Vaccines ‘did not kill twins’

By James Rougvie

The Scotsman, Sept 21, 1985

Pathologists told a public inquiry at Cupar yesterday into the deaths of five-month-old twin boys at their home in June that vaccines given to the boys hours before they died were not to blame.

Dr Archibald Bain, pathologist at the Royal Hospital for Sick Children in Edinburgh, who carried out post-mortem examinations, said nothing had been found bacteriologically nor in tissue samples. "it is my considered opinion that this must be regarded as an instance of the sudden infant death syndrome (cot death), and that there is to date no pathological or scientific evidence to prove any direct relationship of death with recent vaccination."

Neil and Michael Clark died in June 26 at Cast Farm, Leuchars, a few hours after they were vaccinated against diphtheria, tetanus and whooping cough and given oral polio immunisation.

Their mother, Mrs Ellen Clark (31), said that although both boys had been in hospital briefly earlier that year, they were well and had not suffered any ill effects from vaccinations in May. After their injections at St Andrews health centre in June, Michael had cried quite a lot ‘but apart from that, there had been nothing significant.

She had put them in their prams at 1:10 pm and had looked at them just after 2 pm. Neil had no colour and she knew something was wrong.

Mrs Clark broke down when she said the family doctor told her that the twins were dead.

Dr Janet Mills, the family doctor, said the vaccines, were given in the normal manner and she had no reason to be uneasy. Both boys were well and It was her opinion they had died from what was called’ sudden Infant death syndrome, the cause of which was unexplained.

Dr Bain said no one had proved any direct relationship between cot deaths and vaccinations. There was no positive proof in surveys which had been conducted in this country or the US. Cot death was the death of a young child unexplained by history and for which a thorough post-mortem examination failed to reveal an adequate cause. There were 40 to 50 such deaths each year in the South of Scotland.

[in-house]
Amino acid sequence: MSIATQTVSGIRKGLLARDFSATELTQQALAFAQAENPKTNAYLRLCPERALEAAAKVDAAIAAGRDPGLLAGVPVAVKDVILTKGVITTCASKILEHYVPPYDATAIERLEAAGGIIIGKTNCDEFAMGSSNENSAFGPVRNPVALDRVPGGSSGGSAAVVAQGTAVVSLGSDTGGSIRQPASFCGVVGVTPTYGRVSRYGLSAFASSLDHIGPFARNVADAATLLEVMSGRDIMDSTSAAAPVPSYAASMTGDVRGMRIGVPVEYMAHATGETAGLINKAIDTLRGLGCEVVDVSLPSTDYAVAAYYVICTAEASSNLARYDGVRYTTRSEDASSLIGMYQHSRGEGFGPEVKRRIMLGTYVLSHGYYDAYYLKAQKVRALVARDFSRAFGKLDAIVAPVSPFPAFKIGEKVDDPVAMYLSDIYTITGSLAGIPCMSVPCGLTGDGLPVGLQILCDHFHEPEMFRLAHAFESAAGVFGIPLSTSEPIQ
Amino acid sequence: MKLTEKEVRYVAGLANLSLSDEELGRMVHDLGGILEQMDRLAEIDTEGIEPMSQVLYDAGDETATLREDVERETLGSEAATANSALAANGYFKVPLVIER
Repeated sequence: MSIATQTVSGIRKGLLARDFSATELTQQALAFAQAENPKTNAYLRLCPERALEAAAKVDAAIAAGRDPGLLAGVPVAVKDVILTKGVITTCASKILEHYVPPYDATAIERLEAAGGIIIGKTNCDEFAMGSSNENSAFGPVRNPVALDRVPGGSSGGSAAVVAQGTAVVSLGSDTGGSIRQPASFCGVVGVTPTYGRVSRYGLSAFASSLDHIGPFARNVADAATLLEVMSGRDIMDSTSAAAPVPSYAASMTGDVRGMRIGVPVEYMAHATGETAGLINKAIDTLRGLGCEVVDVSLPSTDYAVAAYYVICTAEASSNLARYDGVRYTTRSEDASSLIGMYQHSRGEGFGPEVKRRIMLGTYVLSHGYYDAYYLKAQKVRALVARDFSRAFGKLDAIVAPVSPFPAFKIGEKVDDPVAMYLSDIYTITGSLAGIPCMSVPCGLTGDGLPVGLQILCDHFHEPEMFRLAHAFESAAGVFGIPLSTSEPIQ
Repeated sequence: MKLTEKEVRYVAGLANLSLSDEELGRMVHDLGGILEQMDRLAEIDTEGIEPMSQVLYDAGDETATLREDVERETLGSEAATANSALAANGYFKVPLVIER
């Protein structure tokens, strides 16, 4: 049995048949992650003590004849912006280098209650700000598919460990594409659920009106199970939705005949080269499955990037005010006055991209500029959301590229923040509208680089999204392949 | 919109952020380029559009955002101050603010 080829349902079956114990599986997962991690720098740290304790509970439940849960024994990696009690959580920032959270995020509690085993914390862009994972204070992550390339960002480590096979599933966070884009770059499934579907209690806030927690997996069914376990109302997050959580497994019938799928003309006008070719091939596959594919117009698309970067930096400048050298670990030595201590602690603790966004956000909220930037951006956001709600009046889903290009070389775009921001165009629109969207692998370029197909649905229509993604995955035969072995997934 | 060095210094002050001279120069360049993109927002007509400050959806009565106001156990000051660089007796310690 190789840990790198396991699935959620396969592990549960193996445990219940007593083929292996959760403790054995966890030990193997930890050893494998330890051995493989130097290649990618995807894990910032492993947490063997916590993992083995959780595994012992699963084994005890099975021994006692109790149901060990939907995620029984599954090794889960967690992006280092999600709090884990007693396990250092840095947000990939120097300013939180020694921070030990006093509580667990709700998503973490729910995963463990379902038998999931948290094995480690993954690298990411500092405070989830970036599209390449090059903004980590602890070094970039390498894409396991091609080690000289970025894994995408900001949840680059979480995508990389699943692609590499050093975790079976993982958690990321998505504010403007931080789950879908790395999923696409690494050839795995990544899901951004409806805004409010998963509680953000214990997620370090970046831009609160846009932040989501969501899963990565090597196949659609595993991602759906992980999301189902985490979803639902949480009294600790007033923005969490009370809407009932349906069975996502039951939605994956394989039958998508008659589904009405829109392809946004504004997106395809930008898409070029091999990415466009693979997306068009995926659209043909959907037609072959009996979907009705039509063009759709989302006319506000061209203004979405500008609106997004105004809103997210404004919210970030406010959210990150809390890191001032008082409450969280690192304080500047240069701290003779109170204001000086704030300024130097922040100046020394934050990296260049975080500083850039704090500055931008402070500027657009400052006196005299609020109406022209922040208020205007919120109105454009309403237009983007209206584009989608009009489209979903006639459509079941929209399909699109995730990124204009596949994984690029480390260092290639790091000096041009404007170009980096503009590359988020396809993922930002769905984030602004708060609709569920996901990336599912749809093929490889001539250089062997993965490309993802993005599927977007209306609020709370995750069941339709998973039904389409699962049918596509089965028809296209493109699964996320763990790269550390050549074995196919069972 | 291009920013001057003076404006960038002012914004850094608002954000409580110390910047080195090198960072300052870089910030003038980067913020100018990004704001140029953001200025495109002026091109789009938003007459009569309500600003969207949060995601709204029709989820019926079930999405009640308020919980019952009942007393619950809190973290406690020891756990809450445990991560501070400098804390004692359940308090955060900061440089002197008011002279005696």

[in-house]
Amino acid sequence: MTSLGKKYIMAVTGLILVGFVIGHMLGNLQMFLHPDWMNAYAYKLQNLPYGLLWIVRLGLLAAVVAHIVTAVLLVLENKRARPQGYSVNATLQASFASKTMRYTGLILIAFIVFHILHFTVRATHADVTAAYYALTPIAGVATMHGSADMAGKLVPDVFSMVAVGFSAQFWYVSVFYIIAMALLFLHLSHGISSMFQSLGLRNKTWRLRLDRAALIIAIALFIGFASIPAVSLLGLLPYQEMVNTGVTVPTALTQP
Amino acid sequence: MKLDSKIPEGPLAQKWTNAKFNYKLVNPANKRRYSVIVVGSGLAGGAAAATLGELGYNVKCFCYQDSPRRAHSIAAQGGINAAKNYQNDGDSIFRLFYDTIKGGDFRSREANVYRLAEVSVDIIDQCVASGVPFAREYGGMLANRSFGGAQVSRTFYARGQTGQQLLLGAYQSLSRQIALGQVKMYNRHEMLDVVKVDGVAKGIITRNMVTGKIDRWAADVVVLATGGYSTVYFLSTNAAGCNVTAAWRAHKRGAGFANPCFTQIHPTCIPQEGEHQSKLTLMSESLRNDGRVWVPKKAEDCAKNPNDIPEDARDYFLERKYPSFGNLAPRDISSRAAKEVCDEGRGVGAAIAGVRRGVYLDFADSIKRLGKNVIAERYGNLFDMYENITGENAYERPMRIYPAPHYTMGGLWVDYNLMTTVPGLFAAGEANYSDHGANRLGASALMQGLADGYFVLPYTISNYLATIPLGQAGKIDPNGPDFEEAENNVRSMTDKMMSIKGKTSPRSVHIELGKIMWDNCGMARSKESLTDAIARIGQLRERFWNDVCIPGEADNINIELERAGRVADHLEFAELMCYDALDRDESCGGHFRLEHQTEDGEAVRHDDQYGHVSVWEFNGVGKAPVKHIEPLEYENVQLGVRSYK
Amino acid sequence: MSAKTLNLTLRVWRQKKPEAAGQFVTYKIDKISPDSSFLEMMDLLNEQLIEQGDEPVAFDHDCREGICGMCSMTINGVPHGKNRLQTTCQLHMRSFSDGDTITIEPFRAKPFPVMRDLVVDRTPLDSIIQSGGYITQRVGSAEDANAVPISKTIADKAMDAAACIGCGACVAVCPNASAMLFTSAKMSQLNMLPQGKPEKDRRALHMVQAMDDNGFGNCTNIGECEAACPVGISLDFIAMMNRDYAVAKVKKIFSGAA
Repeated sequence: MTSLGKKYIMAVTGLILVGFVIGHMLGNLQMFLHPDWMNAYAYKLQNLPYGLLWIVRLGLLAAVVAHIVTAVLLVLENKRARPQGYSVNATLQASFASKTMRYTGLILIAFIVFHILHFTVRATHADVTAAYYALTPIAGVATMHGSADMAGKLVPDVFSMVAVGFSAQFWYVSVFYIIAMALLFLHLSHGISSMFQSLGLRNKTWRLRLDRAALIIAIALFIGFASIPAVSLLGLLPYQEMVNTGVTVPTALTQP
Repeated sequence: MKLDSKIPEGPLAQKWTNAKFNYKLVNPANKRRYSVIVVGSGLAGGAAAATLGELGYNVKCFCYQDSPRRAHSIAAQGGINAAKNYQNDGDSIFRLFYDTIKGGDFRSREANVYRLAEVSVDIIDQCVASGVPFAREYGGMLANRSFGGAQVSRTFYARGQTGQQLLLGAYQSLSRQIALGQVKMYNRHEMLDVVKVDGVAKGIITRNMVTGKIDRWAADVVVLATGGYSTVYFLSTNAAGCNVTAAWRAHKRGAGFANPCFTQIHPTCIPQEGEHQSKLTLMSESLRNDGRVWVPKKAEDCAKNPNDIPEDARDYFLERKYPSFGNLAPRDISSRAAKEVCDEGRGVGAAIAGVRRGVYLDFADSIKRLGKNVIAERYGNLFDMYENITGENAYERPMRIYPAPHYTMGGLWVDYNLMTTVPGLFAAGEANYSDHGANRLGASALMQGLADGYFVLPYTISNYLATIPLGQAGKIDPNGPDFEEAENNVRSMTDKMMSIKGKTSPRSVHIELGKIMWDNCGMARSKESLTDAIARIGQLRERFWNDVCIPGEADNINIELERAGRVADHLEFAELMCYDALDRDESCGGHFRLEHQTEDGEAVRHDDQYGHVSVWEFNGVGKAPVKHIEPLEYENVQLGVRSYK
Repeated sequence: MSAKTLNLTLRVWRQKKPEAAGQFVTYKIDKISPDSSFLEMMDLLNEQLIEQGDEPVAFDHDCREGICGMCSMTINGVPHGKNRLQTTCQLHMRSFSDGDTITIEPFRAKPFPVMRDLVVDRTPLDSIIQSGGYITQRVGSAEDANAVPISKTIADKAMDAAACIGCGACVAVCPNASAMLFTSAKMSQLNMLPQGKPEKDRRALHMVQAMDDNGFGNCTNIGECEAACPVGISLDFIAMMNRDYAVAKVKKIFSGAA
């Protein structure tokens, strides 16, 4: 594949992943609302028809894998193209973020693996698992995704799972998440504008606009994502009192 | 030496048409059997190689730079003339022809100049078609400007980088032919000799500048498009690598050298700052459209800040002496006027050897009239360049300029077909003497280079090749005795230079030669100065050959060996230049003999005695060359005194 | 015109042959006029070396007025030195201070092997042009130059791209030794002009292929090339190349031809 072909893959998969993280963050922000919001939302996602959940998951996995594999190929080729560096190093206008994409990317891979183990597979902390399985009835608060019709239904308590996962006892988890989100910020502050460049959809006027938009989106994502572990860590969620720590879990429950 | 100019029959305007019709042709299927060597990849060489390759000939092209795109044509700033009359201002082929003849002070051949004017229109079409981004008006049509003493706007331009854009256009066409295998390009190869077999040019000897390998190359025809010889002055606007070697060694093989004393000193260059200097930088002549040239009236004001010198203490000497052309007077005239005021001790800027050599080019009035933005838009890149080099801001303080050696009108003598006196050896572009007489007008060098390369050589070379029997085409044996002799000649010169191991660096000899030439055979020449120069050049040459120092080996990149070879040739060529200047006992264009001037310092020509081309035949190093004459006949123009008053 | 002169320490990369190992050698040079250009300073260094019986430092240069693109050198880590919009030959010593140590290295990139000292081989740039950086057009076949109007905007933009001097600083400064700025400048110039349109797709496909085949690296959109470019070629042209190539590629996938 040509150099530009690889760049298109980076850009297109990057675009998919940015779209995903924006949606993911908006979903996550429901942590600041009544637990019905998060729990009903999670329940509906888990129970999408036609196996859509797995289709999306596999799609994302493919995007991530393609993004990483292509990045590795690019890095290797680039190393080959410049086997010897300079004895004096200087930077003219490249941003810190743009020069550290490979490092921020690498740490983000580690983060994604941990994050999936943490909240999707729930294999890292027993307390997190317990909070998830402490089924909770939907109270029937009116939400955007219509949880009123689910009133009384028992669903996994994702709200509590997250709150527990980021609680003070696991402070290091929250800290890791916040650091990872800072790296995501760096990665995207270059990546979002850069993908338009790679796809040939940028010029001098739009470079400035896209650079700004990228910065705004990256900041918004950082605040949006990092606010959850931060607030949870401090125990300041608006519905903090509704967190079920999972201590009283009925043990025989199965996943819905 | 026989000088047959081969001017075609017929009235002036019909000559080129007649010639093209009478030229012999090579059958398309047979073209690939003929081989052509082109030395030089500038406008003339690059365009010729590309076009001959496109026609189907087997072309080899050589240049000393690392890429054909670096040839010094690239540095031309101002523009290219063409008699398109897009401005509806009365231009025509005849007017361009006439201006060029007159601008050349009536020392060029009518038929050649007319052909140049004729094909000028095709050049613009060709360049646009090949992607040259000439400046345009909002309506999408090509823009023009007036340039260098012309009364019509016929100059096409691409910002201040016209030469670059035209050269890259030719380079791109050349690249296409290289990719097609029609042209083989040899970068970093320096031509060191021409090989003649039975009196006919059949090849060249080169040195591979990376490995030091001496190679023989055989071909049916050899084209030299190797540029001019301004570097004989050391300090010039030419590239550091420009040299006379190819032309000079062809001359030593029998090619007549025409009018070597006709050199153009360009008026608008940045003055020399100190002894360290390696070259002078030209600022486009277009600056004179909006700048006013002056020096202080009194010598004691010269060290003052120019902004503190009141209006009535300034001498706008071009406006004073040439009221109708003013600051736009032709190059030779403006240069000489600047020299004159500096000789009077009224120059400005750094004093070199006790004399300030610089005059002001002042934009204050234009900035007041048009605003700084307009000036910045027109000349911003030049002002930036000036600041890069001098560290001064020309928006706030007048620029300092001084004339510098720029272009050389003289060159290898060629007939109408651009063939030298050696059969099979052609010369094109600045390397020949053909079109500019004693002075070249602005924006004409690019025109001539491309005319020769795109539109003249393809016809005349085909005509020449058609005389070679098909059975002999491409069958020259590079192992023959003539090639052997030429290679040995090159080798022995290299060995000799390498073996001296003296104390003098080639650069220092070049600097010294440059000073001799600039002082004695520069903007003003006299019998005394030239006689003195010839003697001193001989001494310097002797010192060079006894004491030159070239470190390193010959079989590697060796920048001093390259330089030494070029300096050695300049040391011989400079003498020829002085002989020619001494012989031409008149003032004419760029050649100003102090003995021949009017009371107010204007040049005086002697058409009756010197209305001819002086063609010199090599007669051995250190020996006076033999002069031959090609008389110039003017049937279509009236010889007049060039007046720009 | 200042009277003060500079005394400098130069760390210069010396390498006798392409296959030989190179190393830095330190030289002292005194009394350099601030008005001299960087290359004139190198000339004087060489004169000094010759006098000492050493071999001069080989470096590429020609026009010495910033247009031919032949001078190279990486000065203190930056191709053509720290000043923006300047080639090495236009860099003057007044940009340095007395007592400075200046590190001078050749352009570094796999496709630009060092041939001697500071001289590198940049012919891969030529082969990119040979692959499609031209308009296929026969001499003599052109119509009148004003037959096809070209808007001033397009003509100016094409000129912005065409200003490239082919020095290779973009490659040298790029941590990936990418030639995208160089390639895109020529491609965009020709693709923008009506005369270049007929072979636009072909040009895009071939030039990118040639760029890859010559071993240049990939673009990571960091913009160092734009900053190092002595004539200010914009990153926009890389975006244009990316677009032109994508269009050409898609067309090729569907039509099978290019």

Asked by Mr Ralph Brown, the procurator-fiscal, if he thought there was anything sinister in the fast the children had died almost at the same time almost immediately after vaccination, Dr. Bain said it might have been sheer chance and they might have died in any case. It was not unknown for this to happen. He was very much in favour of continuation of the vaccination programme, since he had he had seen children die many years ago from whooping cough.

Sheriff McInness asked if the doctor was saying the boys might have died without the vaccine, would it be correct to infer that if they had not been vaccinated, they might not have died.

"That is very difficult, I prefer to put it the other a round," he replied. He said it had been estimated that every month or so in Britain a death occurred purely chance within 24 hours of a vaccination.

Dr William Irving, of department of pathology" at Edinburgh Royal Infirmary said tests showed an allergy level well within the normal range with no sign of immune deficiencies.

Dr Ian Smith, pathologist and consultant paediatric~p at the Royal Hospital for~ick Children said he, had found that-Neil had brain damage, which

dated from birth and which would have shown in later life and which could have affected the respiratory muscles and later developed into epilepsy.

There were, he said, several risk factors operating which were known to be associated with cot death. The first was that the boys were twins, with a lower than normal birth weight, not markedly, but enough to put them at twice the risk of that of a single child; one was brain damaged and the other had a slow heart rare; and although Michael’s development had caught up,

Neil was was not in general progressing as well. But what caused death, he said, was still an enigma.

At this point, the twins father, Mr Alex Clark stood up in court in the public benches and siad he believed the boys were perfect and they had never suspected Neil was brain-damaged. He had appeared to be bright and alert.

Dr Frank Sheffield, head of the bacteriological products division of the National Institute for Biological Standards of Control in London, said the vaccines had been tested before they were released for use and then tested again when returned after the incident. "There is no way we can suggest there was anything unsatisfactory," he said.

Sheriff McInnes said he woukls issue a written determination as soon as possible.